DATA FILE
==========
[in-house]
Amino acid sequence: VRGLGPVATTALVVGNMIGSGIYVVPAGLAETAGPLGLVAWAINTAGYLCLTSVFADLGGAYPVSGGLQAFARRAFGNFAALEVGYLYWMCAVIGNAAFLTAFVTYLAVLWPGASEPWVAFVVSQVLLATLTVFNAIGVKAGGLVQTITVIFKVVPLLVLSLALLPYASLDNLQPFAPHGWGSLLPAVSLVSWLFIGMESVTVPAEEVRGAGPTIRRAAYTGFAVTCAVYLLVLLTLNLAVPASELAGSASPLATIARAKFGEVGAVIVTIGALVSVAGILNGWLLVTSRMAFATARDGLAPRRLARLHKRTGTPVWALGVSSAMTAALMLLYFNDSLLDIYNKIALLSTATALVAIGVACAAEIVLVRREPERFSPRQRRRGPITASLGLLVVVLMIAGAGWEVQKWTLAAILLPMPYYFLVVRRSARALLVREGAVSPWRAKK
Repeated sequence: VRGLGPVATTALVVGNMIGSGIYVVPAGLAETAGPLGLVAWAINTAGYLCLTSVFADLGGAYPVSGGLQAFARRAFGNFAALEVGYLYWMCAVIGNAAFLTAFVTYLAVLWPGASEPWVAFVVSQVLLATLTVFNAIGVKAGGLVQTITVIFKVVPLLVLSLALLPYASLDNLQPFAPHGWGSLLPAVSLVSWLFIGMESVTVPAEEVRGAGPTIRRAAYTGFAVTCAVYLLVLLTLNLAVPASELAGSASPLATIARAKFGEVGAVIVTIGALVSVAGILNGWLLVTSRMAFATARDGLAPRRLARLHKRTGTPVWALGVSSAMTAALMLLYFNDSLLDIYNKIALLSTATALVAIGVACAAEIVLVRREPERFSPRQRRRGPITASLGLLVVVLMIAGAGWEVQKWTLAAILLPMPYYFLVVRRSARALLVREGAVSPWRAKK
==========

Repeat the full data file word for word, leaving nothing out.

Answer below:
[in-house]
Amino acid sequence: VRGLGPVATTALVVGNMIGSGIYVVPAGLAETAGPLGLVAWAINTAGYLCLTSVFADLGGAYPVSGGLQAFARRAFGNFAALEVGYLYWMCAVIGNAAFLTAFVTYLAVLWPGASEPWVAFVVSQVLLATLTVFNAIGVKAGGLVQTITVIFKVVPLLVLSLALLPYASLDNLQPFAPHGWGSLLPAVSLVSWLFIGMESVTVPAEEVRGAGPTIRRAAYTGFAVTCAVYLLVLLTLNLAVPASELAGSASPLATIARAKFGEVGAVIVTIGALVSVAGILNGWLLVTSRMAFATARDGLAPRRLARLHKRTGTPVWALGVSSAMTAALMLLYFNDSLLDIYNKIALLSTATALVAIGVACAAEIVLVRREPERFSPRQRRRGPITASLGLLVVVLMIAGAGWEVQKWTLAAILLPMPYYFLVVRRSARALLVREGAVSPWRAKK
Repeated sequence: VRGLGPVATTALVVGNMIGSGIYVVPAGLAETAGPLGLVAWAINTAGYLCLTSVFADLGGAYPVSGGLQAFARRAFGNFAALEVGYLYWMCAVIGNAAFLTAFVTYLAVLWPGASEPWVAFVVSQVLLATLTVFNAIGVKAGGLVQTITVIFKVVPLLVLSLALLPYASLDNLQPFAPHGWGSLLPAVSLVSWLFIGMESVTVPAEEVRGAGPTIRRAAYTGFAVTCAVYLLVLLTLNLAVPASELAGSASPLATIARAKFGEVGAVIVTIGALVSVAGILNGWLLVTSRMAFATARDGLAPRRLARLHKRTGTPVWALGVSSAMTAALMLLYFNDSLLDIYNKIALLSTATALVAIGVACAAEIVLVRREPERFSPRQRRRGPITASLGLLVVVLMIAGAGWEVQKWTLAAILLPMPYYFLVVRRSARALLVREGAVSPWRAKK